International House Joensuu’s role and strength is to be part of their customers’ daily life as an advisory element, a compass whose north points to the guided tour of the Finnish service system, advising fresh immigrants about daily matters, such as day nurseries and schools. Work-related matters, however, belong in the employment services, and IHJ often receives enquiries about employment, which they redirect to proper channels.
”An obstacle to employment is often some daily issue”, Asikainen elucidates. ”You might not get your child to a day nursery; we try to help with such matters. Or if there’s an issue related to health hindering employment, we can give advice on how to contact health care services. Our role also entails that if there is a customer with no contacts to employment services whatsoever, with no knowledge that such a thing even exists, we help with registering at the employment office, for instance. We help the person to navigate in this society.”
One such navigatory endeavor is the twisting current rocking the immigrant boat in unfamiliar waters: the infamously complicated Finnish language, which non-natives must almost always learn from scratch, as it follows its own logic. Since there is an extreme demand for Finnish language courses, International House Joensuu’s Non-Stop Finnish courses are currently full, even though Ukraine’s situation resulted in more courses.
As Asikainen further explains, these are small courses, a few hours a week to get started, with a focus on conversations, for those trying to attain skills needed for daily life. ”Non-Stop Finnish courses are for the situations when a person arrives here without prior skills; they can join and get a first feel of Finnish. Or you can tag along if your training has ended and you want to train you language skills.” The employment office’s integration training, conversely, is for the customers registering as job applicants. As such, the training is more goal-oriented, basically full-time studying.
The services have been well-received. ”It is a common phenomenon among immigrants: when you get help, you’re always really happy and satisfied”, Asikainen says with a smile, believing that the customers truly receive excellent service. As the Become Karelian initiative developed integration services, the customer feedback received was complimentary overall. A customer service survey for all customers is also in its planning stage this year. Despite the positive vibes, Eija also points out that there must be some issues that the customers would prefer to be changed, but they either can’t or won’t like to be critical aloud, as they’re also dependent of the services in a way. Ultimately, the customers, especially work-related ones, find it excellent that there is someone for them, unexpectedly. As quoted by a customer:
“One of the best parts of your service was that I felt like having someone I can talk to from the moment we got in touch. I think this fact helps a lot the people who come here alone.”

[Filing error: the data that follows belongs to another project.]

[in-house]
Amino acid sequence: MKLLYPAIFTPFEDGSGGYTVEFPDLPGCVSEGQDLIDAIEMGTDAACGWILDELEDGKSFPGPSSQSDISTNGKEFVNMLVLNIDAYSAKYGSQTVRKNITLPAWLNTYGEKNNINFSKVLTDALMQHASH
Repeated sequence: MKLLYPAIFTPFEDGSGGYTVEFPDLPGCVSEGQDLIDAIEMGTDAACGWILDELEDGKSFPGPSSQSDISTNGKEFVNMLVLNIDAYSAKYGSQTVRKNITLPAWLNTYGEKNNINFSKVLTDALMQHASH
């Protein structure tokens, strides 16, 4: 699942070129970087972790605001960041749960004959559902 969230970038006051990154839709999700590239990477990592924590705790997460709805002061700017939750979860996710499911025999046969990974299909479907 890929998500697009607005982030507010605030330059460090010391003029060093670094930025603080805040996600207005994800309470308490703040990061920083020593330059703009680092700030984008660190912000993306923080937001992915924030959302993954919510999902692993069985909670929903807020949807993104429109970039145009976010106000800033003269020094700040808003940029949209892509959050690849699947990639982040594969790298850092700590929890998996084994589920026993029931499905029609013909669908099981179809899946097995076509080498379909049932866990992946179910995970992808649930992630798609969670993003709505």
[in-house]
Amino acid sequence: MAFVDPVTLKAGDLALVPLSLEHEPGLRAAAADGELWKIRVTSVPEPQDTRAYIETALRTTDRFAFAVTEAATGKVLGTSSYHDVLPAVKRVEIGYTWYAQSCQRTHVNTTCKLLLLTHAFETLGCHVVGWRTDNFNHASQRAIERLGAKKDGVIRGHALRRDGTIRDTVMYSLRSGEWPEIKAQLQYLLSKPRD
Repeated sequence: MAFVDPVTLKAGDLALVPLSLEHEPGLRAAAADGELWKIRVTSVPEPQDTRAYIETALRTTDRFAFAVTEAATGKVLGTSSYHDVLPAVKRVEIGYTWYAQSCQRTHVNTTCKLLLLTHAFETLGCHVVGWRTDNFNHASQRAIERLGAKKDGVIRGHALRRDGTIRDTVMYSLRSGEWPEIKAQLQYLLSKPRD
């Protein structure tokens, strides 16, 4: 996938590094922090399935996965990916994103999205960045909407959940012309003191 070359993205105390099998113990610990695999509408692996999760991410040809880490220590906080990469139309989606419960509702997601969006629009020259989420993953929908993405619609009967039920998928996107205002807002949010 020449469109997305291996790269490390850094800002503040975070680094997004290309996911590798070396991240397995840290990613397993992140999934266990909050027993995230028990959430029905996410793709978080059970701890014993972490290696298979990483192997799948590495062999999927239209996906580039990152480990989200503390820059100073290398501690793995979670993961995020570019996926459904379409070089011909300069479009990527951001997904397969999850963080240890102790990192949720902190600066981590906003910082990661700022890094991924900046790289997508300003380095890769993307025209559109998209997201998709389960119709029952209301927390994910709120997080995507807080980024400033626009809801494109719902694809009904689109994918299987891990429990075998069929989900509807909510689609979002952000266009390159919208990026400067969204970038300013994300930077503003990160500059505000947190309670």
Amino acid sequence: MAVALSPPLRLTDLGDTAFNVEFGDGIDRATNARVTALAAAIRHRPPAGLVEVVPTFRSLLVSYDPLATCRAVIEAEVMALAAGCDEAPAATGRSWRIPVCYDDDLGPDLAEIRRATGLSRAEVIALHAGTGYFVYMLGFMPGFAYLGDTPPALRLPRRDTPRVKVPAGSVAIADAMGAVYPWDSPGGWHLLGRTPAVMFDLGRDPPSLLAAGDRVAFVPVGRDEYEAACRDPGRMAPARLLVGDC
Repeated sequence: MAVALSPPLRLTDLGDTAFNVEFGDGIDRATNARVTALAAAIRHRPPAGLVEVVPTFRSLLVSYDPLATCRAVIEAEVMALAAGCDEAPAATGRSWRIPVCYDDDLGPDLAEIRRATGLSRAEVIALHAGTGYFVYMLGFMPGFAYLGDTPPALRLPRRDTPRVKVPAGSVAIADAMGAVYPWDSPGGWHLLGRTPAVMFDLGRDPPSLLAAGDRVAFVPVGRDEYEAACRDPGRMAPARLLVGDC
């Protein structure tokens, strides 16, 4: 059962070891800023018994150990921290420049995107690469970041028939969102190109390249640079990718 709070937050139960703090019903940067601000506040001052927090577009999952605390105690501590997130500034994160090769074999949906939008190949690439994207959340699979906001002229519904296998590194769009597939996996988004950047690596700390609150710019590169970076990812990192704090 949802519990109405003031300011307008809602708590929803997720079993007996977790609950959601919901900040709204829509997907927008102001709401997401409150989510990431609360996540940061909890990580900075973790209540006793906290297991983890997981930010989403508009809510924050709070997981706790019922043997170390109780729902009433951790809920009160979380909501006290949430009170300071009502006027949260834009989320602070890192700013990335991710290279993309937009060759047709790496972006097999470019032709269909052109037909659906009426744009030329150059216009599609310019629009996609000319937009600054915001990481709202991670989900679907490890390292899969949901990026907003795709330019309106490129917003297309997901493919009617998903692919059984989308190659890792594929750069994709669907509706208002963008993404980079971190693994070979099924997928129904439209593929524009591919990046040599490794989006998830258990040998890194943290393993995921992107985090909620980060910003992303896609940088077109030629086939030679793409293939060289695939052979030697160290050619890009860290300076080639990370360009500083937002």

Finally, Asikainen wanted to bring up three points as a way of thinking about immigration and integration, as also listed in International House Joensuu’s website.
- Let’s change how we think about language learning. Let’s not assume that you are good at Finnish before you get a job or take part in things. Let’s instead think that a language is an instrument of interaction and learning it requires interaction and situations where the language can really be practiced. Instead of sitting firmly in a class for two years, let’s instead shape the language skills by interacting with the society.
- Let’s get the immigrated people along to develop these services by actively asking the customers about their needs and how to serve them. When a workplace has people who have come from elsewhere with their language and cultural knowledge, let’s ask them how things are done elsewhere. Let’s tap into the ability for a perspective change inherent to people.
- Let’s face the immigrants as the new local residents, as whole persons instead of strangers. Persons with names as individuals, with history, know-how, education, and life experience. Tabula rasa they are not. Let’s hope they have a future here. Let’s make every effort that they stay here and make room for them both in our society and our workplaces.
In the end, Asikainen has noticed in the conversations with operators that you cannot treat immigrants as an uniform mass. “We don’t move forward if we classify people as perpetual immigrants, as something mystical that can’t be understood”, she says, looking for cooperation and a change in how we talk about things.
“It is immensely, devastatingly significant how we call things and how we talk about them. Even though it feels superficial at the start, like what does it really matter how you say it, but as this keeps repeating in different situations, it shapes reality. This can be seen in the war in Ukraine. How there is no war going on, but a special operation.”
Text: Juha Kuosmanen
Photos: Ari Tauslahti and International House Joensuu